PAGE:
Not All Millennials Are Created Equal
As Millennials gain a foothold in the job market, investments and the economy as a whole, financial industry marketers are re-evaluating how best to reach this new generation of consumers. Their goal: to get the attention of Millennials in an age of information overload and a myriad of distractions.
Financial marketers can do this by first remembering that not all Millennials are created equal. Although analysts tend to over-generalize about this age demographic, the truth is that there are many distinct segments within this audience.
One way to break down the Millennial generation, according to a new report by Equifax, is by wealth tiers. In the report titled “A Financial Marketers Guide to Mass Affluent Millennials,” Equifax identified three unique groups of Millennials:
- Mass Market: Households with less than $100,000 in total investable assets.
- Mass Affluent: Households with $100,000 up to $1 million in investable assets.
- Affluent: Households with more than $1 million in investable assets.
Which of these wealth tiers should financial marketers most actively pursue?
According to Equifax experts at the CBA Live 2015 conference session, Looking to the Future: Emerging Affluent Millennials, Mass Affluent Millennials are most worth the investment of relationship building and marketing efforts. Compared to Mass Market Millennials, Mass Affluents have begun to accumulate wealth and generally have higher levels of income, spending and credit balances. Furthermore, Mass Affluent consumers are more likely to move into the Affluent tier than their Mass Market peers, making it in a marketer’s best interest to consider them the “emerging affluent.”
Before marketers can best reach this audience, they must first understand it better. Research from Equifax and data provided by Gfk MRI suggests that Millennials tend to be ambitious- seeking leadership positions and working hard to be the best employees they can be. Mass Affluent Millennials specifically are more likely to be future-oriented, value career jobs, are driven by material motivators, and are more likely to hold a bachelor’s or post-graduate degree.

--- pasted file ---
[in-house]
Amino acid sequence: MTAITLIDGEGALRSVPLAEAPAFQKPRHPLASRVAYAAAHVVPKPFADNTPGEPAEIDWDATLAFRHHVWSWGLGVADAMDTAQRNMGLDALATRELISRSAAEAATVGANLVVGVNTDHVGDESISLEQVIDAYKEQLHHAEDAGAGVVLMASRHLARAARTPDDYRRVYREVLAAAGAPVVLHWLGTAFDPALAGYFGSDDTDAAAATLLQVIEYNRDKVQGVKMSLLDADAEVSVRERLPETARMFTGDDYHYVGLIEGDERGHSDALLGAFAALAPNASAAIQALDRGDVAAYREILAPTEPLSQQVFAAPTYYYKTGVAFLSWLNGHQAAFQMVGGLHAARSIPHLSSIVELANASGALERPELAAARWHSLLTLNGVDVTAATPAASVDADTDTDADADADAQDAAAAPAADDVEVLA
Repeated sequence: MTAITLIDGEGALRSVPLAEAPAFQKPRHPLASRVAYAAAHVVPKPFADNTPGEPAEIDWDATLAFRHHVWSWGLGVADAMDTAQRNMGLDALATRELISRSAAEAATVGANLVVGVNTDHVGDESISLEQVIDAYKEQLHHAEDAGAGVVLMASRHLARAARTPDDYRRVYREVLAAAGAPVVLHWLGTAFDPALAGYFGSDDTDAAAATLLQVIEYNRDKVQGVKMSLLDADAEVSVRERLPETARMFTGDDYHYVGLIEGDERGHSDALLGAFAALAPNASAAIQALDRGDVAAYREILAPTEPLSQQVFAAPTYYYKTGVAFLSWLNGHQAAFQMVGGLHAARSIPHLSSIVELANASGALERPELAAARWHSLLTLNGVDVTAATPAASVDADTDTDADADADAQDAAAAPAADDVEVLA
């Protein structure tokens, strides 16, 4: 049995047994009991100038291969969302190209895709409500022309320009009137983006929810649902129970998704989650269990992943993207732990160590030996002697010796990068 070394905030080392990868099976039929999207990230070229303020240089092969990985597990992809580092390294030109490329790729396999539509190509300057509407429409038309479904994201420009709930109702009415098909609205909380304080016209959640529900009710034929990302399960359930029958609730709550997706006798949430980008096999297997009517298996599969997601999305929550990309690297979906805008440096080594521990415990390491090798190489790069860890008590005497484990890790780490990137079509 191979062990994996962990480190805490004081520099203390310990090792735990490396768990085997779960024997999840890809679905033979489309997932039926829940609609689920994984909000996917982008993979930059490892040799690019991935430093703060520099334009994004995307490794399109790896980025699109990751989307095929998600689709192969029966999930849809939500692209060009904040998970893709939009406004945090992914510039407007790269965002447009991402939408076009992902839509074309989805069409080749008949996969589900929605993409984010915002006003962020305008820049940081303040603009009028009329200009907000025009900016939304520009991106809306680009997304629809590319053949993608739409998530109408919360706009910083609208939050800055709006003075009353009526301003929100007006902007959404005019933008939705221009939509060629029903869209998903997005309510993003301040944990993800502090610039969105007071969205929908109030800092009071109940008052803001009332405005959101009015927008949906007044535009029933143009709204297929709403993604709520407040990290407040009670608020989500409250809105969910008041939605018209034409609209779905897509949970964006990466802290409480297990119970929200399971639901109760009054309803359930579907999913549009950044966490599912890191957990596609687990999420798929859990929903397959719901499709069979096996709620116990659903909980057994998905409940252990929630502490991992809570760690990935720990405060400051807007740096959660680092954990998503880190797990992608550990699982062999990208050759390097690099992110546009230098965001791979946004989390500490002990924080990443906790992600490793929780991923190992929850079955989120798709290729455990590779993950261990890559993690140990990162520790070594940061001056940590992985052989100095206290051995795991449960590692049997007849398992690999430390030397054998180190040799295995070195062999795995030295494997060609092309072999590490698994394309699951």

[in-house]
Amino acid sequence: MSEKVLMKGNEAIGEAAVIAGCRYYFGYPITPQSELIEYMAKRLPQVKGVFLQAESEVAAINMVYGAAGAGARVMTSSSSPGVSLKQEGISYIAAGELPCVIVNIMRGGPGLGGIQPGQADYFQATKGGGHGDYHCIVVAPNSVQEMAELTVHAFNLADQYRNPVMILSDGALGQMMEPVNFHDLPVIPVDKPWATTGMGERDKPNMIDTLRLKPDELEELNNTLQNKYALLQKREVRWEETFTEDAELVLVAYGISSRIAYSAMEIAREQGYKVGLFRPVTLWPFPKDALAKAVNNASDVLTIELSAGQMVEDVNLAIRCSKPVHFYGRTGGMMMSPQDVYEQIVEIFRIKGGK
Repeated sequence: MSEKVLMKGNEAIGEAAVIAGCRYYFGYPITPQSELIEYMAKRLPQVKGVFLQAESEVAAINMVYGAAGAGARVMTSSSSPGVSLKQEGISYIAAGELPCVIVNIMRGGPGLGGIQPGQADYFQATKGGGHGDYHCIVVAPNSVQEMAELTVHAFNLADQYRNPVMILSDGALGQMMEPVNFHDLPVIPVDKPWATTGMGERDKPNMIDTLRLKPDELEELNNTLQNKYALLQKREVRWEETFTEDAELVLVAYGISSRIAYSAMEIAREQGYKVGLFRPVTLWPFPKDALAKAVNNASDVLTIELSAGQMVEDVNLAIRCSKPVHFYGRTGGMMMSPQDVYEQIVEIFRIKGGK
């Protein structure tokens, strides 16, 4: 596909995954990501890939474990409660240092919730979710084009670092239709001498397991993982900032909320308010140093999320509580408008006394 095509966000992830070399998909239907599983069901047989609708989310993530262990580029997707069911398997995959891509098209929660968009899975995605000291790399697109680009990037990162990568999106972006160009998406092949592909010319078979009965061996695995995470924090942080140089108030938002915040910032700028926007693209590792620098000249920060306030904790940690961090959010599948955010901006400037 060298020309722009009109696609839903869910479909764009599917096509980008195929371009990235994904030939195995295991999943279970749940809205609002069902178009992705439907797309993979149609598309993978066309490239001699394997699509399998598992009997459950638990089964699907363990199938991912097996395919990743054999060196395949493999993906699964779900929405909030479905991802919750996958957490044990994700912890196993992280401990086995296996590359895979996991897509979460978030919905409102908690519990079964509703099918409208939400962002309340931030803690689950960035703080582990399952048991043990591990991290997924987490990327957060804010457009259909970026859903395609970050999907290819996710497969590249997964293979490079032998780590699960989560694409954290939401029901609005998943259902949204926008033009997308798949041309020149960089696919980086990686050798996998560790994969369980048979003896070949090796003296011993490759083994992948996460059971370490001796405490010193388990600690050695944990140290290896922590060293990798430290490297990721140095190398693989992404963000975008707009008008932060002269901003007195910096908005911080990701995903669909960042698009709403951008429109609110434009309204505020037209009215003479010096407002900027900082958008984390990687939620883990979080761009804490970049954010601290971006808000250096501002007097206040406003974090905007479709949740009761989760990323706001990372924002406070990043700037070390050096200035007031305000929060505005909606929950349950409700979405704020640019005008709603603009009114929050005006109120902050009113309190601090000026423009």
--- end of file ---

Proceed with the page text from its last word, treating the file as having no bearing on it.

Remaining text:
Geographically, Millennials typically reside in large metro areas. IXI Services, a division of Equifax, compiled a list of the top 10 cities with the highest concentrations of Mass Affluent Millennials compared to the Millennial population as a whole, discovering that the San Jose/Sunnyvale/Santa Clara area has the highest level (one-third of Millennials in this area are Mass Affluents). Other cities in the top 10 include San Francisco, New York, Washington D.C., and Napa, CA.
Once the ideal target audience has been defined, the real challenge begins: determining what techniques will best grab Millennials’ attention. Although Millennials face many challenges – from student debt to waning job prospects – Mass Affluents are generally focused on their careers and are even beginning to plan their futures by weighing mortgage, investment and retirement options.
As a result, using optimistic marketing strategies tends to resonate well with them. According to Equifax research in “Straight Talk from the Next Generation of Credit Card Customers,” Mass Affluent Millennials also respond well to financial tools (such as banking apps) that are easy to access digitally. However, don’t try to use social media or online advertisements to lure Millennials – they generally separate their personal and financial online activities.
Mass Affluent Millennials are typically more attracted to added value. That means financial marketers should consider highlighting account incentives, such as rewards programs, rewards points and cash back offers for maximum impact. In fact, roughly four in 10 Millennials use their credit card(s) as often as they can in order to maximize rewards points, according to the Equifax report.
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